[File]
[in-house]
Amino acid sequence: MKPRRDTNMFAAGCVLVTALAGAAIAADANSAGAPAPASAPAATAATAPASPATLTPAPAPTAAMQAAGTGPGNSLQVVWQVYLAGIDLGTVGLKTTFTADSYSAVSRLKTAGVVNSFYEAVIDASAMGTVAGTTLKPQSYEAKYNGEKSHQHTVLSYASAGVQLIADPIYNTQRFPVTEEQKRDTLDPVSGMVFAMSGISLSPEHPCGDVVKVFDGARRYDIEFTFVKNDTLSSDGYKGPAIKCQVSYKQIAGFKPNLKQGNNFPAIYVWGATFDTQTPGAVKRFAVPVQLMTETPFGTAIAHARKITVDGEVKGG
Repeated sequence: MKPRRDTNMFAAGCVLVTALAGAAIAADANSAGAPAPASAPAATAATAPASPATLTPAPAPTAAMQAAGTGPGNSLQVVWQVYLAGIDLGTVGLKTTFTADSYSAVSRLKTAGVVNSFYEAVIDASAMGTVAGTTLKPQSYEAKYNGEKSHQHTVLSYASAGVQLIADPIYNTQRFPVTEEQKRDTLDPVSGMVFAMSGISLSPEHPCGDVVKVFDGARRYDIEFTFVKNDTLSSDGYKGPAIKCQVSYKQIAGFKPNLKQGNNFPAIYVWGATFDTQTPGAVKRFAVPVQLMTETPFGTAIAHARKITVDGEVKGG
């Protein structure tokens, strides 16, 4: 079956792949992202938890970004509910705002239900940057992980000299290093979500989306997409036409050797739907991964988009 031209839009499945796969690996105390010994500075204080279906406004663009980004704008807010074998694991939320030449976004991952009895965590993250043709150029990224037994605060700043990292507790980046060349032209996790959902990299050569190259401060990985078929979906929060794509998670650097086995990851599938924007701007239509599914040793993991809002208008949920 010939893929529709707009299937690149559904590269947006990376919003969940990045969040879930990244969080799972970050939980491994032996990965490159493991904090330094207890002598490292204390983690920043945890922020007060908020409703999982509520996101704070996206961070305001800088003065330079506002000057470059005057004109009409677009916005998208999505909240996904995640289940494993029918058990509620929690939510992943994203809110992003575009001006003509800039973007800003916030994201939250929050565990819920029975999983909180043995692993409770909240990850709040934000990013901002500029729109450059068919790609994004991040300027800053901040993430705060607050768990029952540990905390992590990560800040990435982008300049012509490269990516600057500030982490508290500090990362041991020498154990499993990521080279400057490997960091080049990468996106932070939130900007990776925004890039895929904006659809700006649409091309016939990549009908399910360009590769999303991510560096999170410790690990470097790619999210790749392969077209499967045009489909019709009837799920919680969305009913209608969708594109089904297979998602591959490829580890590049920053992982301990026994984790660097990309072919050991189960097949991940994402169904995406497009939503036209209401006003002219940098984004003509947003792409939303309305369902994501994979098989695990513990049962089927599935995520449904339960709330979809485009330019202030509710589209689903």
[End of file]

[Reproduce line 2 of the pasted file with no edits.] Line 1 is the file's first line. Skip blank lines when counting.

Amino acid sequence: MKPRRDTNMFAAGCVLVTALAGAAIAADANSAGAPAPASAPAATAATAPASPATLTPAPAPTAAMQAAGTGPGNSLQVVWQVYLAGIDLGTVGLKTTFTADSYSAVSRLKTAGVVNSFYEAVIDASAMGTVAGTTLKPQSYEAKYNGEKSHQHTVLSYASAGVQLIADPIYNTQRFPVTEEQKRDTLDPVSGMVFAMSGISLSPEHPCGDVVKVFDGARRYDIEFTFVKNDTLSSDGYKGPAIKCQVSYKQIAGFKPNLKQGNNFPAIYVWGATFDTQTPGAVKRFAVPVQLMTETPFGTAIAHARKITVDGEVKGG